King Donald the 1/5th

Sun 1st April – Tickets £9 (concessions £8)

This is the latest production from ‘The Rattle ‘n’ Roll Players who brought us ‘Shakespeare Rattle ‘n’ Roll in October 2016. Writer of that show and this one is Gabriel Channan.

Gabriel has taken the story of Donald Trump and reset it in a fictional land long ago. Here is Gabriel’s own analysis 0f the play.

‘A rich, aggressive merchant plots to seize the throne in 17th-century Egoland. Who can save the country – and the world – from his destructive policies? This prophetic satire with Shakespearean overtones will help you laugh at things that would otherwise make you cry.

Like many of us, I couldn’t at first believe that Trump had been elected. Writing the play was a form of therapy. I desperately needed to laugh at a cataclysm which was far from a laughing matter. At the same time I found it fascinating to try to depict a state of mind where words are instruments for denying reality instead of revealing it.

Simply trying to portray the new president wouldn’t have worked. Events were bound to move fast. And it clearly isn’t just Trump that’s at issue. So I created another Donald, similar in character but far removed in fictional time and place. This distance permits a complete story, compassing his fall as well as his rise.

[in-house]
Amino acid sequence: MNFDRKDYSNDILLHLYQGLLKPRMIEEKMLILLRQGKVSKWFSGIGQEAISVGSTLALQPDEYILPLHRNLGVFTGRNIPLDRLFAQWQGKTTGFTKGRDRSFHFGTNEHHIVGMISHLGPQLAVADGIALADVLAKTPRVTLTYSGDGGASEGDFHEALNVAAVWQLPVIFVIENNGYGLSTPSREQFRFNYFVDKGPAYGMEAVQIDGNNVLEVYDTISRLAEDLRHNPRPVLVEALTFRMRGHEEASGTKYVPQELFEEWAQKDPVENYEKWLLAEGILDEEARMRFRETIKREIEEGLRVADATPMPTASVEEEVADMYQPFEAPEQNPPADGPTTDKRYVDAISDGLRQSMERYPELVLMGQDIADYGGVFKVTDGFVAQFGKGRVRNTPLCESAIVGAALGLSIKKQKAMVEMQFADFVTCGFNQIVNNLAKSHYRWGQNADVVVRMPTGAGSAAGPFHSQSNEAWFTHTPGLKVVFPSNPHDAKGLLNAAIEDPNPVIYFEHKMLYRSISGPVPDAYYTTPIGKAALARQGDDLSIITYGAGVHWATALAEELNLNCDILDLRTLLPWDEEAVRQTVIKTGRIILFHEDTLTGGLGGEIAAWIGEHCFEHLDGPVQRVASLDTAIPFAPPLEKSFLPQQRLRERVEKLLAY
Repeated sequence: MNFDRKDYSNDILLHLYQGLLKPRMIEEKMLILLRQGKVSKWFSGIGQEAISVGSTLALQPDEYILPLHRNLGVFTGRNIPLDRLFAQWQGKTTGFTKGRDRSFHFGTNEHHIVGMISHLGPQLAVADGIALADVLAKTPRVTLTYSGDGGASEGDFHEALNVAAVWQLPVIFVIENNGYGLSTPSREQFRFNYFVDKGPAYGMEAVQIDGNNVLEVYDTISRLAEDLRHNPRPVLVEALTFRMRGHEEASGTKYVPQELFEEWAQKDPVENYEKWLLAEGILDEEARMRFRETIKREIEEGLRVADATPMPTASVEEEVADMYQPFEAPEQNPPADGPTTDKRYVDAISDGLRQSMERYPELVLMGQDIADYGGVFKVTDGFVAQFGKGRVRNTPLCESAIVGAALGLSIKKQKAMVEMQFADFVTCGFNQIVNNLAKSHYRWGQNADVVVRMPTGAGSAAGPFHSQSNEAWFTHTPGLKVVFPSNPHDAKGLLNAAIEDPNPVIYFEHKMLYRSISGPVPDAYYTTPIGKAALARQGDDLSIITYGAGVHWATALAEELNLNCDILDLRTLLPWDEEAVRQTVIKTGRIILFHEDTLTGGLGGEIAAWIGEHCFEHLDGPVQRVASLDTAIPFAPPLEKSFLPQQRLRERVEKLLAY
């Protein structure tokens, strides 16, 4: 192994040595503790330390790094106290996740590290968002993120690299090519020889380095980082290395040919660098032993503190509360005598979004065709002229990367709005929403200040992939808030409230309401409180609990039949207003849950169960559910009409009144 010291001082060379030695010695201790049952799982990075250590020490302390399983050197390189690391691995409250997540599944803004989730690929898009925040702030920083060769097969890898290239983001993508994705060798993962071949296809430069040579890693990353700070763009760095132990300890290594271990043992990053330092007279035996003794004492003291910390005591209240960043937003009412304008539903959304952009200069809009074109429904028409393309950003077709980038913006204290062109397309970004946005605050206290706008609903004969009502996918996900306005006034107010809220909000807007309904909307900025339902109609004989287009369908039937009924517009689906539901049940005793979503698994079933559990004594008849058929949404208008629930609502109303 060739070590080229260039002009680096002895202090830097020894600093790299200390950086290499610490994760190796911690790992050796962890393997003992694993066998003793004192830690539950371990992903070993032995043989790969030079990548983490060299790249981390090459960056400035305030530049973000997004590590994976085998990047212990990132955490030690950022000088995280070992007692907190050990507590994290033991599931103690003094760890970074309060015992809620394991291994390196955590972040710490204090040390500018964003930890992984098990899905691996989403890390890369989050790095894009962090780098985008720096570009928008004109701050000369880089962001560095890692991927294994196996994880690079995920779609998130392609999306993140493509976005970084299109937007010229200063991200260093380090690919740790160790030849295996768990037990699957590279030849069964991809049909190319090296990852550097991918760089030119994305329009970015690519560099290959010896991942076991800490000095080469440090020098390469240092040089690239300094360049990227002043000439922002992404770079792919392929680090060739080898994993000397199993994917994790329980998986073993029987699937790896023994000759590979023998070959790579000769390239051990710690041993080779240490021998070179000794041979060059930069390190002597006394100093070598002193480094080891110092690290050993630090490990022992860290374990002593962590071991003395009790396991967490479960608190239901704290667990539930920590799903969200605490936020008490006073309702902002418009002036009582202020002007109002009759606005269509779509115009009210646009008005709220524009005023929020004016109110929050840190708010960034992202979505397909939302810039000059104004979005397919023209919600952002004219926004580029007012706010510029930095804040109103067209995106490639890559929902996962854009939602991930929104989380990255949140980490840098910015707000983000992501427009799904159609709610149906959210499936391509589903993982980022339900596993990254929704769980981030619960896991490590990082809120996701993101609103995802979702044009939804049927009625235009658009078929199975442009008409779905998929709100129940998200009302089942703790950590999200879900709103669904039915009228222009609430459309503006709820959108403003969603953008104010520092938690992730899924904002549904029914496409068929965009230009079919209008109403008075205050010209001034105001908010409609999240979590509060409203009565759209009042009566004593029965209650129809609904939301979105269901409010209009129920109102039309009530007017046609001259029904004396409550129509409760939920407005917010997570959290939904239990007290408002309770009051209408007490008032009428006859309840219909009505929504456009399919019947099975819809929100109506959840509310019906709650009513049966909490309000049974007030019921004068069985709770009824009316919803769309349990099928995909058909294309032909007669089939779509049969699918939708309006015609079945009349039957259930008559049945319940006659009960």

We find ourselves in the powerful kingdom of Egoland, a few centuries ago. Rich merchant Donald, bored with his empire of taverns, hunting grounds, racecourses and houses of ill repute, and annoyed by repeated demands for the tax he has evaded, decides that his best defence against the kingdom is to seize control of it. If he has a faint inkling that his meddling may destroy his country, and himself with it, that’s just another one of the realities he denies.

Coming to this subject after the Rattle’n’Roll Players’ two Shakespeare-based plays seemed quite a natural transition. There will always be interest in the phenomenon of how Trump came to power, which the first half of our play reflects. In the second half we imagine a partial resolution based on the historical observation that the fate of tyrants – and would-be tyrants – is decided perhaps more by those close to them than by their outright opponents. How our fantasy solution resonates with real events at the time you come across this play may change from day to day, giving an experimental quality to our deceptively light-hearted story.’

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